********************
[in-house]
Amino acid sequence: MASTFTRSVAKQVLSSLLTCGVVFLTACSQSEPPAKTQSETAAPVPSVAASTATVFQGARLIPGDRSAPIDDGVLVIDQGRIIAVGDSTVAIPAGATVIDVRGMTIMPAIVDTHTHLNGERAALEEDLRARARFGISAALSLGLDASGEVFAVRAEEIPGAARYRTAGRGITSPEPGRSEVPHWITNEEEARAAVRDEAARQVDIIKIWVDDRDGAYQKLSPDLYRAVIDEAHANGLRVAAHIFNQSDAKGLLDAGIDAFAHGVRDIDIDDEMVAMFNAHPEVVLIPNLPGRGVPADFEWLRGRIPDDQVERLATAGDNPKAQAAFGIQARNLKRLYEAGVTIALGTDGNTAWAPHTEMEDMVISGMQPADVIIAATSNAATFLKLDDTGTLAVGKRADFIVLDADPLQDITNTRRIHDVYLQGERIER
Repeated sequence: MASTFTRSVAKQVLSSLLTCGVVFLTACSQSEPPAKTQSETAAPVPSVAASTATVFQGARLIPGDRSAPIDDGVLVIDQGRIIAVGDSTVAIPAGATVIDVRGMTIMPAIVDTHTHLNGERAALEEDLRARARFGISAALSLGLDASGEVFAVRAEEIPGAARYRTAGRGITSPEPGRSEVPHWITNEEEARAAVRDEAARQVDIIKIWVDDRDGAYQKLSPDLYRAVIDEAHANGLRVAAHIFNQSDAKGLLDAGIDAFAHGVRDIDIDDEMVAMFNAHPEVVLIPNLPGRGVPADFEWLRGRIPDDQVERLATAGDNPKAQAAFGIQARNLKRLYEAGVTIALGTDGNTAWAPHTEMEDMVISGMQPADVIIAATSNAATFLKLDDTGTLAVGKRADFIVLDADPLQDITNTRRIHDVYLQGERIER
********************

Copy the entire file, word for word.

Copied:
[in-house]
Amino acid sequence: MASTFTRSVAKQVLSSLLTCGVVFLTACSQSEPPAKTQSETAAPVPSVAASTATVFQGARLIPGDRSAPIDDGVLVIDQGRIIAVGDSTVAIPAGATVIDVRGMTIMPAIVDTHTHLNGERAALEEDLRARARFGISAALSLGLDASGEVFAVRAEEIPGAARYRTAGRGITSPEPGRSEVPHWITNEEEARAAVRDEAARQVDIIKIWVDDRDGAYQKLSPDLYRAVIDEAHANGLRVAAHIFNQSDAKGLLDAGIDAFAHGVRDIDIDDEMVAMFNAHPEVVLIPNLPGRGVPADFEWLRGRIPDDQVERLATAGDNPKAQAAFGIQARNLKRLYEAGVTIALGTDGNTAWAPHTEMEDMVISGMQPADVIIAATSNAATFLKLDDTGTLAVGKRADFIVLDADPLQDITNTRRIHDVYLQGERIER
Repeated sequence: MASTFTRSVAKQVLSSLLTCGVVFLTACSQSEPPAKTQSETAAPVPSVAASTATVFQGARLIPGDRSAPIDDGVLVIDQGRIIAVGDSTVAIPAGATVIDVRGMTIMPAIVDTHTHLNGERAALEEDLRARARFGISAALSLGLDASGEVFAVRAEEIPGAARYRTAGRGITSPEPGRSEVPHWITNEEEARAAVRDEAARQVDIIKIWVDDRDGAYQKLSPDLYRAVIDEAHANGLRVAAHIFNQSDAKGLLDAGIDAFAHGVRDIDIDDEMVAMFNAHPEVVLIPNLPGRGVPADFEWLRGRIPDDQVERLATAGDNPKAQAAFGIQARNLKRLYEAGVTIALGTDGNTAWAPHTEMEDMVISGMQPADVIIAATSNAATFLKLDDTGTLAVGKRADFIVLDADPLQDITNTRRIHDVYLQGERIER